Molecular dynamics simulation of framework flexibility effects on noble gas diffusion in HKUST-1 and ZIF-8

Marie V. Parkes, Hakan Demir, Stephanie L. Teich-Mcgoldrick, David S. Sholl, Jeffery A. Greathouse, Mark D. Allendorf

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46 Scopus citations


Molecular dynamics simulations were used to investigate trends in noble gas (Ar, Kr, Xe) diffusion in the metal-organic frameworks HKUST-1 and ZIF-8. Diffusion occurs primarily through inter-cage jump events, with much greater diffusion of guest atoms in HKUST-1 compared to ZIF-8 due to the larger cage and window sizes in the former. We compare diffusion coefficients calculated for both rigid and flexible frameworks. For rigid framework simulations, in which the framework atoms were held at their crystallographic or geometry optimized coordinates, sometimes dramatic differences in guest diffusion were seen depending on the initial framework structure or the choice of framework force field parameters. When framework flexibility effects were included, argon and krypton diffusion increased significantly compared to rigid-framework simulations using general force field parameters. Additionally, for argon and krypton in ZIF-8, guest diffusion increased with loading, demonstrating that guest-guest interactions between cages enhance inter-cage diffusion. No inter-cage jump events were seen for xenon atoms in ZIF-8 regardless of force field or initial structure, and the loading dependence of xenon diffusion in HKUST-1 is different for rigid and flexible frameworks. Diffusion of krypton and xenon in HKUST-1 depends on two competing effects: the steric effect that decreases diffusion as loading increases, and the "small cage effect" that increases diffusion as loading increases. A detailed analysis of the window size in ZIF-8 reveals that the window increases beyond its normal size to permit passage of a (nominally) larger krypton atom.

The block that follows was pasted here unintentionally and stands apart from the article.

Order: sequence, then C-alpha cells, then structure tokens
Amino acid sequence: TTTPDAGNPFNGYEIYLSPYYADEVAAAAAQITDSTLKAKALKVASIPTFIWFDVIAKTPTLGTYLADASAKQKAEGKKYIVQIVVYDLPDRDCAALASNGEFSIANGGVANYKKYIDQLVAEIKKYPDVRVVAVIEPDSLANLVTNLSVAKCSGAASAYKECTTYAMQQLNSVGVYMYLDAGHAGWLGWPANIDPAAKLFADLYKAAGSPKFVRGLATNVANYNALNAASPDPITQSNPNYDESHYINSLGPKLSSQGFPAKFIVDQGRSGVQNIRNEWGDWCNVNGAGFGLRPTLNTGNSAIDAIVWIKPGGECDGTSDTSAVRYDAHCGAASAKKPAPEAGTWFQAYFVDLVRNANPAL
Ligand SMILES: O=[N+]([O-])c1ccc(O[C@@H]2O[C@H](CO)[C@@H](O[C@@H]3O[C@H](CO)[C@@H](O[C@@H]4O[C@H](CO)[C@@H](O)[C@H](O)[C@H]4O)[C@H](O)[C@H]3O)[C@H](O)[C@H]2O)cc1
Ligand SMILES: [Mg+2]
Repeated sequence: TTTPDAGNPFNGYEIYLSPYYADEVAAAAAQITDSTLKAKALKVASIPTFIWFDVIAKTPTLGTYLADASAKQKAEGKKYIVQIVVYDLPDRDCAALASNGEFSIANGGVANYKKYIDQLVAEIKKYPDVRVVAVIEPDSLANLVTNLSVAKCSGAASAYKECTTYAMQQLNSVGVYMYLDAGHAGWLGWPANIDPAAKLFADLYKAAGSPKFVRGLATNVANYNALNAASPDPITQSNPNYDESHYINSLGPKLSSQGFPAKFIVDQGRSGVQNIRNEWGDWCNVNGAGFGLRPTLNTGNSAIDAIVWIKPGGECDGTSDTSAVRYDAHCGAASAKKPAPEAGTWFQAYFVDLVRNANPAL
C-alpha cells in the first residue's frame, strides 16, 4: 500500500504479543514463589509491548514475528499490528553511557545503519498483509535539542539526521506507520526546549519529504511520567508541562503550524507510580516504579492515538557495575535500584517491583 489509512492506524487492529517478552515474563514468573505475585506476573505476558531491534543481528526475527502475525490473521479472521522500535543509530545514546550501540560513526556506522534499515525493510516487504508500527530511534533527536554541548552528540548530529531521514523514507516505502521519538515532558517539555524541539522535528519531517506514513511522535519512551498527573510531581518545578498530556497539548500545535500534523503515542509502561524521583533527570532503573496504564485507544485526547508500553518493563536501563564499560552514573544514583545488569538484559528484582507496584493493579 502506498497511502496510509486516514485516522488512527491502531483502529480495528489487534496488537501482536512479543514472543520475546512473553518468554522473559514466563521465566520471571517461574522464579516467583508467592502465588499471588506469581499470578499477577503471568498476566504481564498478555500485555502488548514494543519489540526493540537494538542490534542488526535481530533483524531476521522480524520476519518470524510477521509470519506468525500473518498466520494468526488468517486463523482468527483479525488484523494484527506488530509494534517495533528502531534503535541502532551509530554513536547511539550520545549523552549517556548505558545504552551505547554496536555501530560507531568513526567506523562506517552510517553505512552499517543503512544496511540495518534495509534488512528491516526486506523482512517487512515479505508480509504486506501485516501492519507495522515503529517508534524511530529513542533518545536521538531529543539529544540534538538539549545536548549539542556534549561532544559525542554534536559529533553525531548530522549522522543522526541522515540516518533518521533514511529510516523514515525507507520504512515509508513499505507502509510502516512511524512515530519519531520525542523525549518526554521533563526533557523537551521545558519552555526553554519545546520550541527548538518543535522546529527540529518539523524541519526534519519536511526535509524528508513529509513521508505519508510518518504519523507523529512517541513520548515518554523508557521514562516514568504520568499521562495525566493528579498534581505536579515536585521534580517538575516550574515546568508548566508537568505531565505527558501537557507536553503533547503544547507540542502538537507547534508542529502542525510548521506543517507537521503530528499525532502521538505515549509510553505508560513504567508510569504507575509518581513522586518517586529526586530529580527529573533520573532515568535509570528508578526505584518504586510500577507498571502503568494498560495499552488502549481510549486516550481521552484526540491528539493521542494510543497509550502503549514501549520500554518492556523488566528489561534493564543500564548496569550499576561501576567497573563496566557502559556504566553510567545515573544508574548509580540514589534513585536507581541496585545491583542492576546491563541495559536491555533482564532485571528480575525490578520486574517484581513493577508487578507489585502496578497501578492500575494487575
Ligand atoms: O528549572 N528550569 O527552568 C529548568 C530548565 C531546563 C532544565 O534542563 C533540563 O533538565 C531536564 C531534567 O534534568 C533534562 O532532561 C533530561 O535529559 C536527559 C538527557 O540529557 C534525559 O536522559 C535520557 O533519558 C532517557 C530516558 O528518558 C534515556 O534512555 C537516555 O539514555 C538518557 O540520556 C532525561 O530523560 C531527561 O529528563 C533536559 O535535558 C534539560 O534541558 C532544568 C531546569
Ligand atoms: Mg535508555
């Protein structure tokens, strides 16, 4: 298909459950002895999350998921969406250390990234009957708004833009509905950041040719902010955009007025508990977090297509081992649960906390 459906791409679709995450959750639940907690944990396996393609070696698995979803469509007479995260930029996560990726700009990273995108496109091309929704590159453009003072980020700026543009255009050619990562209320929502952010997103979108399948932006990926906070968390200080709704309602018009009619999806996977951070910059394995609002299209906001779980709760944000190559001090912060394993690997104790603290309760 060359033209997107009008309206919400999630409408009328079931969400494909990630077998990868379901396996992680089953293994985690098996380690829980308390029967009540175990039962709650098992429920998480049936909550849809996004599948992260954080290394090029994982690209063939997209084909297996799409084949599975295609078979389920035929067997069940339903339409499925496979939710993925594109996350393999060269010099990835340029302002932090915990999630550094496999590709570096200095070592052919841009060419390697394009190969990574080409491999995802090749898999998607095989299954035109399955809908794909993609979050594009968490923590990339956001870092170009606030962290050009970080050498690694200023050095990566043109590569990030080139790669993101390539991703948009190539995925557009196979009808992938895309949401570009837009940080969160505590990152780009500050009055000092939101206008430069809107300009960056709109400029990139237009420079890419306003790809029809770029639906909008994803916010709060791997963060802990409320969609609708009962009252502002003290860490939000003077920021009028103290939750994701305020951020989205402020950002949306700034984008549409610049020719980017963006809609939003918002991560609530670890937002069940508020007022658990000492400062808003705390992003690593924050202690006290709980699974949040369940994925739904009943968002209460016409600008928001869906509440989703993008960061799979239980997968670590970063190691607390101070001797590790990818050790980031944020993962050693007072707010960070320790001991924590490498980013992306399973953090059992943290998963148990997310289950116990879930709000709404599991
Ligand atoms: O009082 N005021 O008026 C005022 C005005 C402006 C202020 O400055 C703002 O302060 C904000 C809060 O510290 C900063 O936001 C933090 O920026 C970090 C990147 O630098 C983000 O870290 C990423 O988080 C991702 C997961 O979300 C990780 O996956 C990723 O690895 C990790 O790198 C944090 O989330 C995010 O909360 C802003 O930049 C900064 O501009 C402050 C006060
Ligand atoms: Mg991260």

Original languageEnglish (US)
Pages (from-to)190-199
Number of pages10
JournalMicroporous and Mesoporous Materials
StatePublished - Aug 2014

Bibliographical note

Funding Information:
This work was funded by the U.S. Department of Energy . Sandia National Laboratories is a multi-program laboratory managed and operated by Sandia Corporation, a wholly owned subsidiary of Lockheed Martin Corporation, for the U.S. Department of Energy’s National Nuclear Security Administration under contract DE-AC04-94AL85000.


  • Diffusion
  • Metal-organic framework
  • Molecular dynamics simulation
  • Noble gas
  • Zeolitic imidazolate framework

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